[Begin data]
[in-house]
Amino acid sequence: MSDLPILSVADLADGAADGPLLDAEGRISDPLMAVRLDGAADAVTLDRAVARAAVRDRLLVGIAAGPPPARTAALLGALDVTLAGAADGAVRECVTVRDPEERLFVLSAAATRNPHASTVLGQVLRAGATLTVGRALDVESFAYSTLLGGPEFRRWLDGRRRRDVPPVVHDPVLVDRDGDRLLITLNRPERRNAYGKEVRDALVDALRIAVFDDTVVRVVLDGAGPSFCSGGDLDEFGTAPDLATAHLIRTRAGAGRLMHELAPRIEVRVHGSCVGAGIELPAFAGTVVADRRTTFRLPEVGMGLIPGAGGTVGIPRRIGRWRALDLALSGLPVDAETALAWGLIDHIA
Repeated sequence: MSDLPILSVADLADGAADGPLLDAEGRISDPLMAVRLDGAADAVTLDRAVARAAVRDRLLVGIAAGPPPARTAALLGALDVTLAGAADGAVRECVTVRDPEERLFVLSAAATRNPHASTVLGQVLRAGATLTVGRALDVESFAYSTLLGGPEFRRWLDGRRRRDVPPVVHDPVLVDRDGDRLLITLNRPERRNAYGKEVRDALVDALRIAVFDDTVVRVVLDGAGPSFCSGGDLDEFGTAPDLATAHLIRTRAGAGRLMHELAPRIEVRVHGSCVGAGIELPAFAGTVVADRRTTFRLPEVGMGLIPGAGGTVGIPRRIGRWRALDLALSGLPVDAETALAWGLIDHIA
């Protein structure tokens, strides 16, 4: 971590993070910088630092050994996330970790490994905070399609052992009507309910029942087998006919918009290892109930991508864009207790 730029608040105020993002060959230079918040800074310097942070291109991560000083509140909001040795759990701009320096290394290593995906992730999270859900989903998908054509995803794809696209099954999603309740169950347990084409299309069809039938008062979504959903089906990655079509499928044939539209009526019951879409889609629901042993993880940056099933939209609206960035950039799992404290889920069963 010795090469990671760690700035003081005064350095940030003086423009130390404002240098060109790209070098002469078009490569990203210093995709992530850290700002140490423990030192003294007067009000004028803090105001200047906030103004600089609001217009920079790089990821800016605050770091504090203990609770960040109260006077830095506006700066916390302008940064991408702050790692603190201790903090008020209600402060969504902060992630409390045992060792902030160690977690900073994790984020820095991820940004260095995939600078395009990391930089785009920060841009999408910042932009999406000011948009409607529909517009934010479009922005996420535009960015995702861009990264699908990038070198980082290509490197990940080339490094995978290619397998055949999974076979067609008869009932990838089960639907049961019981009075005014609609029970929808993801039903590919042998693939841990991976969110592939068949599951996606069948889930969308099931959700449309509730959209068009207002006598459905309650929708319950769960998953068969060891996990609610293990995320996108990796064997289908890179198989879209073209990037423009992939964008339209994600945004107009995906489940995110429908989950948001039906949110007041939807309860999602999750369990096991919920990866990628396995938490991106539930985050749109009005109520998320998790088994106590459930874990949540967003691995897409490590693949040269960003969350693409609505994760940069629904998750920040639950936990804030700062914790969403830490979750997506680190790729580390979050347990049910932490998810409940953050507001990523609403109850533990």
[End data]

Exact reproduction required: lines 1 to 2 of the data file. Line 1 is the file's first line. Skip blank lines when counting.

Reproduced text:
[in-house]
Amino acid sequence: MSDLPILSVADLADGAADGPLLDAEGRISDPLMAVRLDGAADAVTLDRAVARAAVRDRLLVGIAAGPPPARTAALLGALDVTLAGAADGAVRECVTVRDPEERLFVLSAAATRNPHASTVLGQVLRAGATLTVGRALDVESFAYSTLLGGPEFRRWLDGRRRRDVPPVVHDPVLVDRDGDRLLITLNRPERRNAYGKEVRDALVDALRIAVFDDTVVRVVLDGAGPSFCSGGDLDEFGTAPDLATAHLIRTRAGAGRLMHELAPRIEVRVHGSCVGAGIELPAFAGTVVADRRTTFRLPEVGMGLIPGAGGTVGIPRRIGRWRALDLALSGLPVDAETALAWGLIDHIA